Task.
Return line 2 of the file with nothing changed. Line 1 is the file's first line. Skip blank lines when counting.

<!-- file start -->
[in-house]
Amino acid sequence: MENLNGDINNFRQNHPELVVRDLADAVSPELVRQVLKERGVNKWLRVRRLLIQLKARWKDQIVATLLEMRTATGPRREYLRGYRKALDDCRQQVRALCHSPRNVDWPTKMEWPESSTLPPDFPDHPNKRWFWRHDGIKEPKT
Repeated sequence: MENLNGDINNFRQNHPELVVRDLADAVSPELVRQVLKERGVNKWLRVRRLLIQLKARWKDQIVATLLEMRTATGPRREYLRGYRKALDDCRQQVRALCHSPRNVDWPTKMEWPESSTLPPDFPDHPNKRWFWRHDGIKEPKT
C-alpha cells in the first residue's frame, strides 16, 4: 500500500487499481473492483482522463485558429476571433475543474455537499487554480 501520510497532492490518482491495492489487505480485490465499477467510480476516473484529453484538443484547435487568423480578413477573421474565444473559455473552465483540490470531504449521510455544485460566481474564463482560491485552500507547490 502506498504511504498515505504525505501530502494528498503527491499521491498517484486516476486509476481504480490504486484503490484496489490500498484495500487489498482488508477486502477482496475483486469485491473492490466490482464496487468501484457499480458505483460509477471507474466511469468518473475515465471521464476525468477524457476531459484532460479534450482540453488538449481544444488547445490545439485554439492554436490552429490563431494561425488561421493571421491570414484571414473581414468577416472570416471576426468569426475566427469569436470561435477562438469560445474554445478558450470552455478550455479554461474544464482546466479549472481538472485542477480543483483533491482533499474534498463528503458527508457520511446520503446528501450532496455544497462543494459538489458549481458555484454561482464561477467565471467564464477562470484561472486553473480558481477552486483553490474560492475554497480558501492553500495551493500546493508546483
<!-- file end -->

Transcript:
Amino acid sequence: MENLNGDINNFRQNHPELVVRDLADAVSPELVRQVLKERGVNKWLRVRRLLIQLKARWKDQIVATLLEMRTATGPRREYLRGYRKALDDCRQQVRALCHSPRNVDWPTKMEWPESSTLPPDFPDHPNKRWFWRHDGIKEPKT